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Interpretable Analysis of Multivariate Functional Data

Zhang, Jun (2020) Interpretable Analysis of Multivariate Functional Data. Doctoral Dissertation, University of Pittsburgh. (Unpublished)

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Abstract

Multivariate functional data have become increasingly popular in medical studies. Existing approaches to conducting multivariate functional data analysis (FDA) are limited in that they are difficult to interpret, since the estimates are nontrivial function of each variate of all the time points. This dissertation proposes novel interpretable multivariate FDA in two specific aspects: principal component analysis (PCA) and linear discriminant analysis (LDA) that provide scientifically interpretable components or classifiers, which are both sparse among variates and localized in time within variates.

In the first part of the dissertation we develop a novel approach to conducting interpretable PCA on multivariate multilevel functional data. We decompose the total variation into subject-level and replicate-within-subject-level variation. The sparsity and localization of components for each level is obtained through a novel localized sparse-variate functional PCA (LVPCA) achieved by solving an innovative rank-one based convex optimization problem with block Frobenius and matrix L1-norm based penalties. We apply the proposed method to the Blunted and Discordant Affect study to summarize the joint variation across multiple frequency bands for both subject-level whole-brain response as well as electrode-level response and identify correlates with blunted affect.

In the second part of the dissertation we develop a novel approach to conducting interpretable LDA on multivariate functional data. The proposed approach is a two-step procedure that first projects the high-dimensional data along localized functional basis through LVPCA proposed before, then performs sparse LDA on the low-dimensional space to select basis relevant to the between-class covariance. We apply the proposed methods to the AgeWise study to uncover physiological discriminants between older adults with and without poor self-reported sleep quality using theta EEG, melatonin and temperature.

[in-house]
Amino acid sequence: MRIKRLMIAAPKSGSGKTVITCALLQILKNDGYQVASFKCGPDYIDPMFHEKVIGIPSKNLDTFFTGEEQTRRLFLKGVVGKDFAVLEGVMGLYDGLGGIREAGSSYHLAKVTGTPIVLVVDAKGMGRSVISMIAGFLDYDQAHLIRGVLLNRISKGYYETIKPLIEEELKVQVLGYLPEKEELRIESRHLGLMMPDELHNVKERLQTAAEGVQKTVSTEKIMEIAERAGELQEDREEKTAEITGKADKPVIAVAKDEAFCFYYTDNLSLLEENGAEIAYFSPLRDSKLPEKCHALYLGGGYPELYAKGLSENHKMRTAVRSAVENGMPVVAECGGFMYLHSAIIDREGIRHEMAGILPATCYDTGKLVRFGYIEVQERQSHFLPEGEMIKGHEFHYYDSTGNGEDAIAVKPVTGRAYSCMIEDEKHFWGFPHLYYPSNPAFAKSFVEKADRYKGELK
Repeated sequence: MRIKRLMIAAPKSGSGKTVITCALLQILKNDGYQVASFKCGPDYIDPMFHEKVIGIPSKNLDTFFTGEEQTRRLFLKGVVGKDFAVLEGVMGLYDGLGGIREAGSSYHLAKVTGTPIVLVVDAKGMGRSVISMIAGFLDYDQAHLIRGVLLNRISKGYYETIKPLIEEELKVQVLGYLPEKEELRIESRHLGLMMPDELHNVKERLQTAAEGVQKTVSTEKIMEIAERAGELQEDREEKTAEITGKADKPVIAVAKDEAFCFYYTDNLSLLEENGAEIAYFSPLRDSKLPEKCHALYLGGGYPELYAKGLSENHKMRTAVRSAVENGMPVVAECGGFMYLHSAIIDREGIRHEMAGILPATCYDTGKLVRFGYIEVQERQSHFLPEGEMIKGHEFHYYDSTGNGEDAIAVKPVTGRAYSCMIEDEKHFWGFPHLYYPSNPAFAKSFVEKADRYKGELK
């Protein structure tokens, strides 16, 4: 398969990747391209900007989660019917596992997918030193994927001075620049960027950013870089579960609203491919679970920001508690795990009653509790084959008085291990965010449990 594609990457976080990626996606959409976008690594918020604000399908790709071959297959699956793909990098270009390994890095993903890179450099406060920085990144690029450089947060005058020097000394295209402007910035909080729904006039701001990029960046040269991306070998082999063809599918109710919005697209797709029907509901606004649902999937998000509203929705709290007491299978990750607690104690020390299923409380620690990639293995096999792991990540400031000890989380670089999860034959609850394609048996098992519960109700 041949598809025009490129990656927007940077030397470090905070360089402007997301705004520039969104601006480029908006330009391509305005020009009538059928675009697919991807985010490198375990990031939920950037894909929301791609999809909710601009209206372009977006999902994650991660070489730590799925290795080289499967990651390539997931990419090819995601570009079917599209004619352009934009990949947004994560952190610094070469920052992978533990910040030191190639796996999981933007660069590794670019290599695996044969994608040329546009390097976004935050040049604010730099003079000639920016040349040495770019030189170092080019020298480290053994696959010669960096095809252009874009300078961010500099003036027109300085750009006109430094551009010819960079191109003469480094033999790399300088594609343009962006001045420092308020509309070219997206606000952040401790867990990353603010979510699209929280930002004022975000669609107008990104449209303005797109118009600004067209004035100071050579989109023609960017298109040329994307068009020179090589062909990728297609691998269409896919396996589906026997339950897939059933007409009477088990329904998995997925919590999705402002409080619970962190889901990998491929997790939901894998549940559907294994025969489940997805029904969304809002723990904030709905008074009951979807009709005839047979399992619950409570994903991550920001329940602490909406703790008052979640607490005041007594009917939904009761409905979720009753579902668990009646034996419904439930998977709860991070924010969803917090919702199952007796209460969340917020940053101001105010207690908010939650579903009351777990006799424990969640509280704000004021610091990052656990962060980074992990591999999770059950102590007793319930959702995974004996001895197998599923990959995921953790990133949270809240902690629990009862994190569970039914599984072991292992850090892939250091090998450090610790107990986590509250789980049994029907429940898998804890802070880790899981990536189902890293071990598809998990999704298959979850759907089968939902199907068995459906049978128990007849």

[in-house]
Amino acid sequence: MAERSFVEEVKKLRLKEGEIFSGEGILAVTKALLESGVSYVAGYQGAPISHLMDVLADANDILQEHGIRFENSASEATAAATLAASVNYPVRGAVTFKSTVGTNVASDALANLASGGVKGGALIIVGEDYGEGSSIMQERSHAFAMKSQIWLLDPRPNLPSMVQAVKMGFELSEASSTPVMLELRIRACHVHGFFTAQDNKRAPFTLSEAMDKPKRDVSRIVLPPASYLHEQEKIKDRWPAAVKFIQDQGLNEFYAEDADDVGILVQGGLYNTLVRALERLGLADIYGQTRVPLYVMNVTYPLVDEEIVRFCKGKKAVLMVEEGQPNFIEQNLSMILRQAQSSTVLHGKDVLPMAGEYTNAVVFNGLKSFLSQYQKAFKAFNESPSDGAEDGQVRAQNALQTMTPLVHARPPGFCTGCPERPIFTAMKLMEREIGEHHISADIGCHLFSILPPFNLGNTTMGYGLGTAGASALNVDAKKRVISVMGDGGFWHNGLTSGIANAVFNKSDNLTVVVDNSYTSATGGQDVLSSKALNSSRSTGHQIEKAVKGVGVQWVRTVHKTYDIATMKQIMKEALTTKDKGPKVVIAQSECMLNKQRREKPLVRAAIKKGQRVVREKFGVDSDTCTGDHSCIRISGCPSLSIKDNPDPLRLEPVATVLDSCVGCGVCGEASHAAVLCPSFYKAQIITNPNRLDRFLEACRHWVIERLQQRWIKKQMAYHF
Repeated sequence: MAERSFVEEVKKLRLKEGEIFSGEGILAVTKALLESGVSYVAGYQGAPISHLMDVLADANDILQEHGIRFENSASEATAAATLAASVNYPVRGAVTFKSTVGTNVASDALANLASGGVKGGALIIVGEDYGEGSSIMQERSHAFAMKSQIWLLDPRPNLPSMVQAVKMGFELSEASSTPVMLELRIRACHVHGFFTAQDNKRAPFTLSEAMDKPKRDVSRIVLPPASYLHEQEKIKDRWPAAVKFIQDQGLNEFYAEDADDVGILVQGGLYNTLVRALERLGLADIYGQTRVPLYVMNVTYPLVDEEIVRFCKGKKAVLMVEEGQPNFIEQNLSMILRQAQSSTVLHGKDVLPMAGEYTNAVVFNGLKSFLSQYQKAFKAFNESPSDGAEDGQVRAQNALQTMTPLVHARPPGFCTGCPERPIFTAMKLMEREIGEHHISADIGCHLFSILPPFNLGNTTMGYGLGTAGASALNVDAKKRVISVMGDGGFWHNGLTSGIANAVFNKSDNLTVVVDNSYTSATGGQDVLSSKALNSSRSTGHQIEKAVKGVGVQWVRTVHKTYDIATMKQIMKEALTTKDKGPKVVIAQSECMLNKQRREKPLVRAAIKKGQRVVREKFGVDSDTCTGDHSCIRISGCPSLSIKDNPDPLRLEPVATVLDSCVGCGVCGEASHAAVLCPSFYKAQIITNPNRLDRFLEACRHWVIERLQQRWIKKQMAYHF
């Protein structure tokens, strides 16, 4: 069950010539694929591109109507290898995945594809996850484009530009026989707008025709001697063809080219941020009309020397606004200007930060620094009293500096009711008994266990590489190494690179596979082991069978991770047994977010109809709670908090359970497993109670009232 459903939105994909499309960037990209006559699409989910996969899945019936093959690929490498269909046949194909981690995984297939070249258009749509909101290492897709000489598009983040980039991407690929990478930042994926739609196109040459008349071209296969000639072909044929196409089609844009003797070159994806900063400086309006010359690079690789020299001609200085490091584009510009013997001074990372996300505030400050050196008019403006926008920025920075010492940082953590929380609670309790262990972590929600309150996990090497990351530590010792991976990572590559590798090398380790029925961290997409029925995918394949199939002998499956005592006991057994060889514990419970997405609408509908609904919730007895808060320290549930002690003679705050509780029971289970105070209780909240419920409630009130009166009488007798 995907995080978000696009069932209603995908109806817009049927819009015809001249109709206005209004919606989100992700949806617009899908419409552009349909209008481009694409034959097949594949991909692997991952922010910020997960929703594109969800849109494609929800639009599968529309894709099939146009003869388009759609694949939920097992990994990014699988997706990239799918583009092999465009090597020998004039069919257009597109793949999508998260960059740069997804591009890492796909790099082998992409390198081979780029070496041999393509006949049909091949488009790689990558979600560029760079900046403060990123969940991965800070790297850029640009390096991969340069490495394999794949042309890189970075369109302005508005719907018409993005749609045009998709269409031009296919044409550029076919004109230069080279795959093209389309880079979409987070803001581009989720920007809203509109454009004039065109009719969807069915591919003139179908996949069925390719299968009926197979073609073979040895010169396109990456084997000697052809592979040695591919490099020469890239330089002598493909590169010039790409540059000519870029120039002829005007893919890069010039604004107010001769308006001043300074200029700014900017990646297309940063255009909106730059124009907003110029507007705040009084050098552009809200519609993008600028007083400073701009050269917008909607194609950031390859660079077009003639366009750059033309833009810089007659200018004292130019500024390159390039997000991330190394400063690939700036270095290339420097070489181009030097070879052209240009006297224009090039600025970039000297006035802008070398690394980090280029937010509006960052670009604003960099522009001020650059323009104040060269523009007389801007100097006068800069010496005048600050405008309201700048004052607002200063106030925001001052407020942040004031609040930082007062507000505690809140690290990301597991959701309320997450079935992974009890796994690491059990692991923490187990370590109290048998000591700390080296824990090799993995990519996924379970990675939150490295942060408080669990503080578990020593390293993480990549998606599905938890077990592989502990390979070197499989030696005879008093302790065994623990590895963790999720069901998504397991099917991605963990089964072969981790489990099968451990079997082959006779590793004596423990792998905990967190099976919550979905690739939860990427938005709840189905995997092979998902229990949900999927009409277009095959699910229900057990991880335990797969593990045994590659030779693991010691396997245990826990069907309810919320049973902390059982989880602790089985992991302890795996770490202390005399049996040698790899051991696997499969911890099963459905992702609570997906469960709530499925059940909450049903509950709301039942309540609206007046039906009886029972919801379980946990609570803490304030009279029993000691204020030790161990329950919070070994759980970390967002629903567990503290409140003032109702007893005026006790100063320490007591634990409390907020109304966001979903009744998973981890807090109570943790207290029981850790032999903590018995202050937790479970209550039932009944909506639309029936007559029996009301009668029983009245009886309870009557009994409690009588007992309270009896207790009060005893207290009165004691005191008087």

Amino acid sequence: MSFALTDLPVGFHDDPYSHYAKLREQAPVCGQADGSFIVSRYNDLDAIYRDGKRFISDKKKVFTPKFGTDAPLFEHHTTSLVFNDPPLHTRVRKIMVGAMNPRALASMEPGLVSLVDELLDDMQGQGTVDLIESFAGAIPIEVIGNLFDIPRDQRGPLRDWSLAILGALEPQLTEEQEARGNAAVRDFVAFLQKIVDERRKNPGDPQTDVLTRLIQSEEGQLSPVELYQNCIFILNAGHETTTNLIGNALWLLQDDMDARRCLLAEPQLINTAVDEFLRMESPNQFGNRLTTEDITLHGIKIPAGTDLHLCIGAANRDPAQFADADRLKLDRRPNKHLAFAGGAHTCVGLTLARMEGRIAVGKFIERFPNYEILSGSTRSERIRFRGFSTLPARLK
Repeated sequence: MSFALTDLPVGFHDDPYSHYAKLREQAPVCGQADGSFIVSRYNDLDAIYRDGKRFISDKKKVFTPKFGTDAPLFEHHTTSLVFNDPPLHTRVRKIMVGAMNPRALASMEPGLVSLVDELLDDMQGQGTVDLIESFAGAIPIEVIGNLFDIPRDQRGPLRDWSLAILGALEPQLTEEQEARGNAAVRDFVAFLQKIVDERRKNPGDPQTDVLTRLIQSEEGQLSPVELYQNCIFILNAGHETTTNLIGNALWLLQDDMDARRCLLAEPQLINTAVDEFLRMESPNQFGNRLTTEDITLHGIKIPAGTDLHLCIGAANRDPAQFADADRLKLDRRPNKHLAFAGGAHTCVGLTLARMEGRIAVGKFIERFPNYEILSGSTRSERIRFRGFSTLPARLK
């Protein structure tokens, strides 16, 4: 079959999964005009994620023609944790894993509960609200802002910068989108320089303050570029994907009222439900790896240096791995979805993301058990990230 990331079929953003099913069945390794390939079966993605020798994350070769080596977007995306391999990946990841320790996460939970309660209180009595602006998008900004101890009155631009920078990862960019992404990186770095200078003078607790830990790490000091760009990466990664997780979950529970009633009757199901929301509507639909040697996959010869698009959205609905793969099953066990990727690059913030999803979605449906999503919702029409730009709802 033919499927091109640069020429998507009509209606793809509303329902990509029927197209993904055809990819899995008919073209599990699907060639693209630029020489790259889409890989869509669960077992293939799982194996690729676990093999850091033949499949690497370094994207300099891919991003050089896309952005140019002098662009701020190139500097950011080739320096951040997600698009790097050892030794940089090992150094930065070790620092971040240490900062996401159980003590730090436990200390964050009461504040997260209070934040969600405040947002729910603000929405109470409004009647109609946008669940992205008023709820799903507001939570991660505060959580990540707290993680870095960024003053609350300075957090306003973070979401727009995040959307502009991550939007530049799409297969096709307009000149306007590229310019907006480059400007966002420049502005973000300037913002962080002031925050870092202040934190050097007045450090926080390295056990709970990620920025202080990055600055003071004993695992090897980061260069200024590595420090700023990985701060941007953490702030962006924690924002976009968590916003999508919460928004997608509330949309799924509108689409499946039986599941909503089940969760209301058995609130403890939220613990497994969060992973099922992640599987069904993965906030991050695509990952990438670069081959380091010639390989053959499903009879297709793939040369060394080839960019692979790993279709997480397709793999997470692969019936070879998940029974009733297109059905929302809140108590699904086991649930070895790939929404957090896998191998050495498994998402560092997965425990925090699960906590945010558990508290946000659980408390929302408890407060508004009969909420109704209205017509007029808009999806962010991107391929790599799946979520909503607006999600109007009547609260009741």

Public health significance: Psychiatric disorders such as blunted affect and disturbed sleep present a large public health burden. As of yet, the physiological and neurophysiological mechanisms behind blunted affect and disturbed sleep are not well understood. Interpretable PCA and LDA using multivariate functional processes can describe variability in physiological activity and reveal discriminants of clinical manifestations, which can help scientists uncover the underlying biological mechanisms and potentially guide treatment.


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Details

Item Type: University of Pittsburgh ETD
Status: Unpublished
Creators/Authors:
CreatorsEmailPitt UsernameORCID
Zhang, Junjuz30@pitt.edujuz30
ETD Committee:
TitleMemberEmail AddressPitt UsernameORCID
Committee ChairKrafty, Robertrkrafty@pitt.edu
Committee MemberAnderson, Stewartsja@pitt.edu
Committee MemberTseng, Georgectseng@pitt.edu
Committee MemberSiegle, Greggsiegle@pitt.edu
Date: 30 July 2020
Date Type: Publication
Defense Date: 1 June 2020
Approval Date: 30 July 2020
Submission Date: 5 June 2020
Access Restriction: 2 year -- Restrict access to University of Pittsburgh for a period of 2 years.
Number of Pages: 100
Institution: University of Pittsburgh
Schools and Programs: Graduate School of Public Health > Biostatistics
Degree: PhD - Doctor of Philosophy
Thesis Type: Doctoral Dissertation
Refereed: Yes
Uncontrolled Keywords: Convex optimization, Functional linear discriminant analysis, Functional principal component analysis, Multilevel models, Psychological trauma, Regularization;
Date Deposited: 31 Jul 2020 03:14
Last Modified: 31 Jul 2020 03:14
URI: http://d-scholarship.pitt.edu/id/eprint/39196

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